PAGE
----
Flexible matrix composites dynamic characterization, modeling, and potential for driveshaft applications /

by Shan, Ying.

Abstract (Summary)
iii Flexible matrix composites (FMCs) utilize the high elongation capability of elastomers such as polyurethane to withstand large strains in the direction transverse to the fiber reinforcement while retaining strength and stiffness in the longitudinal direction. FMCs are highly anisotropic and can therefore be tailored to achieve distinctive mechanical characteristics that are difficult to obtain using conventional rigid matrix composites. In the current study, the potential of using an FMC to construct a flexurallysoft, torsionally-stiff driveshaft is examined. The FMC selected for the current investigation is a carbon fiber/polyurethane matrix material system. Both quasi-static and dynamic tests have been performed to characterize the properties of the FMC material. By modeling viscoelastic FMC lamina properties with a fractional derivative approach, a novel damping model that accounts for the frequency and temperature dependence of the FMC material is developed. This is the first time fractional derivative model has been applied to a fiber composite. Good agreement between the damping model and experimental data for angle-ply tubes was obtained. Based on the validated damping model, a self-heating model to predict the temperature increase caused by internal damping of a FMC shaft under misaligned rotation is also proposed. A laboratory-scale, misaligned FMC shaft rotation test stand was built to validate the proposed model. Good agreement is shown between the self-heating model predictions and experiment results. This model can be valuable in the selection of constituent materials for FMCs and also in the design of FMC shafts. Preliminary fatigue test results show that FMC materials have potentially good fatigue performance in shaft applications.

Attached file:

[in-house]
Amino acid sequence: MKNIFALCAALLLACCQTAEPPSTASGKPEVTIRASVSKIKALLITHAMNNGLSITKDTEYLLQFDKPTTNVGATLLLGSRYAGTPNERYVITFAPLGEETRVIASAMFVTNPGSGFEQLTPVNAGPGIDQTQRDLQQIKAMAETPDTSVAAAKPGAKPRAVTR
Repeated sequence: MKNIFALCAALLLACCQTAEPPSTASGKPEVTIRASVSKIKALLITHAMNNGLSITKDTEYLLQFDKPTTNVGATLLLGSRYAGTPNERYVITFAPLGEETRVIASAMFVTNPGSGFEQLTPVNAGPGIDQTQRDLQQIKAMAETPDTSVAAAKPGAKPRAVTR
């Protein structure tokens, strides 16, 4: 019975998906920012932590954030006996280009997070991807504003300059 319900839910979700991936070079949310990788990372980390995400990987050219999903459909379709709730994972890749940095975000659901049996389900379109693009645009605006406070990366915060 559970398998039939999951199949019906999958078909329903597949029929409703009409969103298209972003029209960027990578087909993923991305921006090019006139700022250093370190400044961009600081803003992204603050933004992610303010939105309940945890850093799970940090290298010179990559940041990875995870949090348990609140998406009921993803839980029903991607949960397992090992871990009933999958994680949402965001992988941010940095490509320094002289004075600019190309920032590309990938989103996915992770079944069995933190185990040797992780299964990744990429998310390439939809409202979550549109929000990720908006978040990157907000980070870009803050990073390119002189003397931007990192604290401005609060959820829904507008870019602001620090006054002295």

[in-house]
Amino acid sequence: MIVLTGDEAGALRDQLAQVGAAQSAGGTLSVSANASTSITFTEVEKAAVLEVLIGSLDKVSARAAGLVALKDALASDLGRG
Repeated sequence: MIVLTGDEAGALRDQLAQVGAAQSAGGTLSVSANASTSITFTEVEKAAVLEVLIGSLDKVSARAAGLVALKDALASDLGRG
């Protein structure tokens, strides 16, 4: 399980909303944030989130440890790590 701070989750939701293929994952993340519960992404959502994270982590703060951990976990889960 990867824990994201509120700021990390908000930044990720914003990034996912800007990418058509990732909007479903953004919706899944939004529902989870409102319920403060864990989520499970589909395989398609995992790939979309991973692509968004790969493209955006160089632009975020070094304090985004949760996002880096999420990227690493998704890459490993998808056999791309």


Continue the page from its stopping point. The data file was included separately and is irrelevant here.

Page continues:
Bibliographical Information:


School:Pennsylvania State University

School Location:USA - Pennsylvania

Source Type:Master's Thesis



Date of Publication:

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